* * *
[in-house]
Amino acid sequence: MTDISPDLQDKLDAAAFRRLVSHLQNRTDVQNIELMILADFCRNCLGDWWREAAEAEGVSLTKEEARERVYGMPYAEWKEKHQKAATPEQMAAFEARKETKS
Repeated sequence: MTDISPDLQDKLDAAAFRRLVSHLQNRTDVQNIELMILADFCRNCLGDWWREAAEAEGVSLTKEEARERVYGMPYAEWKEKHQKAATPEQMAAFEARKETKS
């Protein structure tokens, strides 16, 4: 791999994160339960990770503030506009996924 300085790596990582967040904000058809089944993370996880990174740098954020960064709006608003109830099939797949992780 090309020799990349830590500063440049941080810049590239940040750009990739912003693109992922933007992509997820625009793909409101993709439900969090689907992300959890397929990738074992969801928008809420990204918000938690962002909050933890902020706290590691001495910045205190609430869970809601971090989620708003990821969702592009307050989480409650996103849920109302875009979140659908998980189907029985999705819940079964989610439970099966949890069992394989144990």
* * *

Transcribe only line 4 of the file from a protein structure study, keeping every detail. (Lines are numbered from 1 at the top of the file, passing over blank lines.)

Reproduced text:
């Protein structure tokens, strides 16, 4: 791999994160339960990770503030506009996924 300085790596990582967040904000058809089944993370996880990174740098954020960064709006608003109830099939797949992780 090309020799990349830590500063440049941080810049590239940040750009990739912003693109992922933007992509997820625009793909409101993709439900969090689907992300959890397929990738074992969801928008809420990204918000938690962002909050933890902020706290590691001495910045205190609430869970809601971090989620708003990821969702592009307050989480409650996103849920109302875009979140659908998980189907029985999705819940079964989610439970099966949890069992394989144990």